This week I’d like to expand on a post I made on November 8, 2010, on EQMM’s Web-site forum, concerning confession scenes. They’re a staple of our genre, so much so that I suspect most writers of crime fiction have resorted to one at least once to wrap up a story. I’m sympathetic: a confession scene must sometimes seem irresistible to an author struggling to bring a particularly vexing plot to resolution. But it’s precisely when it’s used for that reason that this literary device causes me to groan—and I’ll bet every reader has had that reaction at one time or another to a killer’s spilling of the solution. My disappointment in this type of denouement doesn’t only derive from the fact that it replaces a display of deductive brilliance. Often, it’s that the psychology of the whole business is either absent or just doesn’t feel right.
You know the kind of scene I’m thinking of: upstanding pillar of society suddenly turns a gun on the nosy sleuth he’s convinced is about to finger him for the crime. But before despatching the detective, he can’t resist bragging about his cleverness. Such conscienceless pride over heinous acts is, in the real world, behavior typically associated with sociopaths, and despite the fact that sociopaths are known to be extremely adept at appearing “normal,” I always feel that if a fiction writer is going to hang the story on such a personality, some groundwork should be laid.
Not all confessions in fiction come from the mouths of sociopaths, of course. Edgar Allan Poe’s story “The Tell-Tale Heart,” which involves perhaps the best-known confession in fiction, centers around a tortured conscience—something a sociopath, by definition, does not have. When I first posted on this subject I had just learned that Poe’s famous story was inspired by a real murder case that occurred in Salem, Massachusetts in 1830. The Smithsonian had just run an article by E.J. Wagner about the murder of Joseph White, an elderly former sea captain, and the subsequent trial of the men who conspired to kill him. White was a man of considerable fortune, with only nephews and a niece to inherit his estate were he to die intestate. Like many a wealthy old curmudgeon in mystery fiction, White was apparently fond of tormenting his family with changes to his will, and despite the picture newspapers painted of him as a “beloved old man,” he inspired hatred in some of his nearest and dearest.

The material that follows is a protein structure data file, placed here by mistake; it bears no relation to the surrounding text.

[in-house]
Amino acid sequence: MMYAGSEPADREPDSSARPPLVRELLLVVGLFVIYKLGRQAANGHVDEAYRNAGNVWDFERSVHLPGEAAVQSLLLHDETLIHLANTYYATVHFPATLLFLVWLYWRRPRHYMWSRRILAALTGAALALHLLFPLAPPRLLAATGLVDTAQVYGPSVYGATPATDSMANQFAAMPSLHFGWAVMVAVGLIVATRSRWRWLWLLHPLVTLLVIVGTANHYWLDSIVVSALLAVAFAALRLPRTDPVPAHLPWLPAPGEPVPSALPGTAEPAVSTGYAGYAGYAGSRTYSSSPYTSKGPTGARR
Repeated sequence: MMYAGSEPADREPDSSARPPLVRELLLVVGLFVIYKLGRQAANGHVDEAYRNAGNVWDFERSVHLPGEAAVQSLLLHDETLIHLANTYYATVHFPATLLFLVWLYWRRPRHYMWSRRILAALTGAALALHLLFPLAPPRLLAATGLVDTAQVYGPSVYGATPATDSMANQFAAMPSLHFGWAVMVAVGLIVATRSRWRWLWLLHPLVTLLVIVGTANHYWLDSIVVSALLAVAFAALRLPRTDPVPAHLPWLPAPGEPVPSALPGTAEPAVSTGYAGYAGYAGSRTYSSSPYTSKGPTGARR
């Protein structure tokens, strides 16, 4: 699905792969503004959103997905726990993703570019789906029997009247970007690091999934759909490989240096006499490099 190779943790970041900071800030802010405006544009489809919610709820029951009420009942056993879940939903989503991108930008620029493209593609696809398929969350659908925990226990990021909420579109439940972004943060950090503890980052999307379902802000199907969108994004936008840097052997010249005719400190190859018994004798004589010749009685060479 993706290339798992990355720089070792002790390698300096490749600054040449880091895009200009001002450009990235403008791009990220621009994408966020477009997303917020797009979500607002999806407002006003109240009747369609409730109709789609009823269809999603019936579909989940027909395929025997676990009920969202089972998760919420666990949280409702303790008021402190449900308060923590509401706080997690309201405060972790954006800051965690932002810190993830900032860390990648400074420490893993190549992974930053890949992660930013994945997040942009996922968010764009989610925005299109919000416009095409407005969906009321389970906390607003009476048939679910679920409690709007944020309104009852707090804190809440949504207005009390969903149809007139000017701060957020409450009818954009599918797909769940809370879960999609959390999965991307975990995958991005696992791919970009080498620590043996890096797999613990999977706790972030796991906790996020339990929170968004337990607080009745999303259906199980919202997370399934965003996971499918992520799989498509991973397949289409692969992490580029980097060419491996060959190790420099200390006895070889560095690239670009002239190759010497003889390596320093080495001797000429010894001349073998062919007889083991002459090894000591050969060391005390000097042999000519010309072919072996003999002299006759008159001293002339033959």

What makes the case so interesting from the standpoint of mystery writing is that the perpetrators, in effect, led themselves to justice. It was their indiscretion in talking about the crime to at least one person who would later attempt to blackmail them—along with their own missteps in attempting to deflect suspicion—which led to their demise. The prosecutor on the case was the famous Daniel Webster—U.S. congressman and senator and twice Secretary of State. Regarded as the leading orator of his time, Webster was asked by a relative of the victim to assist the prosecution in the trial of one of the conspirators. After reading the Smithsonian article, I found a fuller text of Webster’s summation to the jury online, and I think it’s something every writer of confession scenes, at least of the non-sociopathological variety, should read.
According to E.J. Wagner, Samuel McCall, another lawyer and statesman of the time, called Webster’s speech “the greatest argument ever addressed to a jury.” It included these passages on the matter of conscience: